Astrophotography expeditions are a metaphysical journey
Unfortunately, you won’t see the nebula around this end of the planet. It’s in the southern sky so in order to see it, you’d have to go to somewhere like South Africa.
“I went to a remote area a few hundred kilometers north of Cape Town,” explained Jesionkiewicz. “There was nothing there, except a few animals that would approach the farm where we were staying. It’s becoming more of a phenomenon in Africa to find plaques inscribed with ‘Stargazing’.”
Stargazing tourism has actually become quite an important part of the economy in certain areas.
If you see a signpost saying “Stargazing”, it means the farm owner probably has a small observatory with a retractable roof, a simple telescope, and will offer visitors services to look at the sky.
However, the sky there is so unpolluted and dark that you don’t even need a telescope.
“I knew what was in the image before I pressed the shutter,” explained Jesionkiewicz. “It was entirely intended. There are no ‘accidental decisions’ or serendipitous shots in astrophotography. You have to prepare scrupulously, plan out your sessions, and you have to choose a period when the objects will be as visible and as well-positioned as possible.”
According to the photographer, the higher the stars are in the sky, the better the parameters.
“The logic is similar to taking a photograph of something at the bottom of a pool, in that the atmosphere is a bit like water,” he explained. “The more narrow the angle you choose, the more clearly you can see what’s happening at the bottom of the pool.”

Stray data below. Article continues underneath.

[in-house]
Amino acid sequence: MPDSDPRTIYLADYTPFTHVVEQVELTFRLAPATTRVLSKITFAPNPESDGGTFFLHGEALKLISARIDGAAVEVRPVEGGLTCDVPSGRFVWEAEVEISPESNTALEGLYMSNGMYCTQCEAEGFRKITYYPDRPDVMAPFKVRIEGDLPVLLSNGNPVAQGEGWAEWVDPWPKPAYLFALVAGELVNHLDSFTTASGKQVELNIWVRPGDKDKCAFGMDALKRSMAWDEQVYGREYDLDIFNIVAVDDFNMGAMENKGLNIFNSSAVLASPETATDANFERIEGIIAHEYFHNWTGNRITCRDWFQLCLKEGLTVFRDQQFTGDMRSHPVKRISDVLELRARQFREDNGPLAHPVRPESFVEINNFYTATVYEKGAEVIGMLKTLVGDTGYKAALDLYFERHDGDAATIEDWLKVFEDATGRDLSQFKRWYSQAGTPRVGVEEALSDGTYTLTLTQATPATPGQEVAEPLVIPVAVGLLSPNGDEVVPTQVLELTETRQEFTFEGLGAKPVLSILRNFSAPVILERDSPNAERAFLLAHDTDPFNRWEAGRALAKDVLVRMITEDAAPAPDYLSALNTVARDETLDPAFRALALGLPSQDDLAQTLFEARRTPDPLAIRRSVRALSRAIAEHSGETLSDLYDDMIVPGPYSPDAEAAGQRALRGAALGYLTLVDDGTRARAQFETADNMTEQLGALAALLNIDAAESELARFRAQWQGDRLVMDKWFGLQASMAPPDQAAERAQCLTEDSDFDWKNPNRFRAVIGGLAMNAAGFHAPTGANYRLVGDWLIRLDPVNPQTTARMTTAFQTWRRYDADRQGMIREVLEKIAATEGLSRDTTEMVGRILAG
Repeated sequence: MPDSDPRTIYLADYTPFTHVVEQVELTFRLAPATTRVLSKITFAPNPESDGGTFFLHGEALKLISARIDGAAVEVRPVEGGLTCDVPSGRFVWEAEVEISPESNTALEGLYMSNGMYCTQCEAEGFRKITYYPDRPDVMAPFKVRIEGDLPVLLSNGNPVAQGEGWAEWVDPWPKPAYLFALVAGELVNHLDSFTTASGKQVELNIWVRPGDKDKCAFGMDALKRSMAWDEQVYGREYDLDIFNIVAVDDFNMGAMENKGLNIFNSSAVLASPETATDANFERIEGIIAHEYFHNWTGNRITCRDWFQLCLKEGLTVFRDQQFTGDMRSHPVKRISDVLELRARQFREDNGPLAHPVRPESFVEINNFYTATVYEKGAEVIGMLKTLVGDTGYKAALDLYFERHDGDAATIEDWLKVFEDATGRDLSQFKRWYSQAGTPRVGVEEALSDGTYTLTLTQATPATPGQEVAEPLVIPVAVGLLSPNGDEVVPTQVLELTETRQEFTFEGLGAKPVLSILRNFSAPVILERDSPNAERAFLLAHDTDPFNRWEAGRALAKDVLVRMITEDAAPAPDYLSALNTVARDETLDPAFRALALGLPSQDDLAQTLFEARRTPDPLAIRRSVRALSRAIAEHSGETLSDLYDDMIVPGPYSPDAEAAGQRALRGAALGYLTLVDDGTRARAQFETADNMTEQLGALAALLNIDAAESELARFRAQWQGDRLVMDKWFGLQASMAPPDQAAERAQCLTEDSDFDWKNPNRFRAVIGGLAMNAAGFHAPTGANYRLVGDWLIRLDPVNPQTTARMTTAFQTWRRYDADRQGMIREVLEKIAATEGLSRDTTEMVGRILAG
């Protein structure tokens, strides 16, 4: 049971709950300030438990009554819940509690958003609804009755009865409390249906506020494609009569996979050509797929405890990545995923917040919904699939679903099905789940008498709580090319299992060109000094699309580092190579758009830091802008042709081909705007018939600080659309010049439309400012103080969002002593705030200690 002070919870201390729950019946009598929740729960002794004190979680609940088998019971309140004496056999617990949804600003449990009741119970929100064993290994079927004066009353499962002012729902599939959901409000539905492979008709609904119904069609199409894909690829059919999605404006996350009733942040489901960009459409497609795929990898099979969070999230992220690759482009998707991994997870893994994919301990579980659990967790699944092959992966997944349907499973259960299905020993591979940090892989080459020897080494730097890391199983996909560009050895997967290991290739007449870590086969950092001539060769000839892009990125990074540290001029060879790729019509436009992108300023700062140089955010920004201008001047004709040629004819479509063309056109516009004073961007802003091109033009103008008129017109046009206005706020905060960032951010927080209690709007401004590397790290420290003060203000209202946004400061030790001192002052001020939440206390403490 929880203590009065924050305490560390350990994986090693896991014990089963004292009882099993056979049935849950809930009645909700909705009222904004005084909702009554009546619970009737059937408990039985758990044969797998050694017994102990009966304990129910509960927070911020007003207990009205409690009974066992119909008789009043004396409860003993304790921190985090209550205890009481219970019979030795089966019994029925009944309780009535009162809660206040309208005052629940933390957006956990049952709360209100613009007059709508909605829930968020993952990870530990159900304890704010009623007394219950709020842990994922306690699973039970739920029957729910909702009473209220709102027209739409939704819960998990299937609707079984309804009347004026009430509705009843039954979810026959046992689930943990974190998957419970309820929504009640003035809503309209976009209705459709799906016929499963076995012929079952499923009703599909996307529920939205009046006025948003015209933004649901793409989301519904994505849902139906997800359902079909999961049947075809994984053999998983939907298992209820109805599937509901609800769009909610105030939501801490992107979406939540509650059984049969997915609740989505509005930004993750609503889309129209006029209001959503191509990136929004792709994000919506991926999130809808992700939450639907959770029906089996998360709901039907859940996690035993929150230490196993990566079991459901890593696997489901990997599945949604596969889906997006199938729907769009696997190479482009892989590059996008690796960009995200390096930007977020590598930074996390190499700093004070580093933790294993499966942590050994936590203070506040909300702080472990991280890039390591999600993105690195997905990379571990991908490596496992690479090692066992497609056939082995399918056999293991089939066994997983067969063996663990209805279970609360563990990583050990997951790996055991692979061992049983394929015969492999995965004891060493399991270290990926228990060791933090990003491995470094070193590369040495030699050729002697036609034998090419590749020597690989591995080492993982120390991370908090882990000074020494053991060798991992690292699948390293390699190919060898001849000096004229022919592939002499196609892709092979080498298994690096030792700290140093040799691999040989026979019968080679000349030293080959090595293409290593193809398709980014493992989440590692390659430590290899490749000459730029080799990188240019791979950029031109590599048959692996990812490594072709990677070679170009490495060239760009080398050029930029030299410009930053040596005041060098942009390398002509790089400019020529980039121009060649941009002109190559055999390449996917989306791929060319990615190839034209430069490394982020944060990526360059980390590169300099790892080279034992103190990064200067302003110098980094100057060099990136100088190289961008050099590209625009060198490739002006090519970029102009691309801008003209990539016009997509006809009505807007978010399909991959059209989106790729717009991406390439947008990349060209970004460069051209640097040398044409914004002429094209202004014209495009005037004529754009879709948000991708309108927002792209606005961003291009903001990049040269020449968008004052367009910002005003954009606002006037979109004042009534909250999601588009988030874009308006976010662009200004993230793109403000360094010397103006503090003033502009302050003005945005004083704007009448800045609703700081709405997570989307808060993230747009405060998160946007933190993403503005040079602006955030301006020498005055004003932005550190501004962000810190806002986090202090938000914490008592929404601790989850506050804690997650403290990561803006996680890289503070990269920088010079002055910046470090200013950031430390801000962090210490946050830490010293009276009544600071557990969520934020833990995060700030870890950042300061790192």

Likewise, the more direct an object is above you or the higher it is overhead, the better the resolution you’ll get and the less blurred the end image.
If you were to try and capture the same image from a few degrees above the horizon, you’d see no stars; only haze.
You also have to take into account the moon’s phases — you can’t really photograph properly when it’s in the sky. The contrast is dramatically reduced. You really do have to plan a photography session meticulously carefully.
This photograph is actually composed of around 30 “mini-shots” of around 10 minutes each.
When you take a picture during the day with your camera, the shutter speed is probably around one hundredth of a second. As long as you have enough light, that’s enough to get a decent shot. Much less light from space reaches us here on Earth, especially when from objects thousands of light years away.
In order for a photo like “The Creation of The Cosmos” to work, the right number of photons have to fall into the matrix, which is specially cooled. The camera’s matrix isn’t the kind of matrix you’d find in a traditional camera; so few photons reach you, that you have to set up very long exposures, as you wouldn’t be able to register enough in just 10 minutes.
Then there’s also the problem Earth rotating and the relative movement of stars. You have to adjust and correct the equipment, using a special “parallactic head” that tracks the stars’ movement — and then there’s another problem, because at longer focal lengths, even the tiniest movement will create blur. You have to keep the equipment in a perfectly still position for hours.
“For this particular image, the exposure lasted for around six to seven hours,” explained Jesionkiewicz. “Everything is done digitally using a computer, so you don’t have to sit and twiddle around with your settings for seven hours. You can look at the sky, think, read — this kind of trip is, only in part, about photography. To a large extent it’s a metaphysical journey.”
“There’s nothing to stop anyone doing this, really,” said the photographer. “You pack your bags and drive. It’s easy. I work within a budget and I wouldn’t exactly say I rack up unmanageable expenses. To go on an excursion like this in the wilderness of South Africa, you’re looking at around $1,500 for a fortnight or so. Of course, I’m not including photographic equipment in that figure but, as I’ve mentioned, there are already telescopes out there.”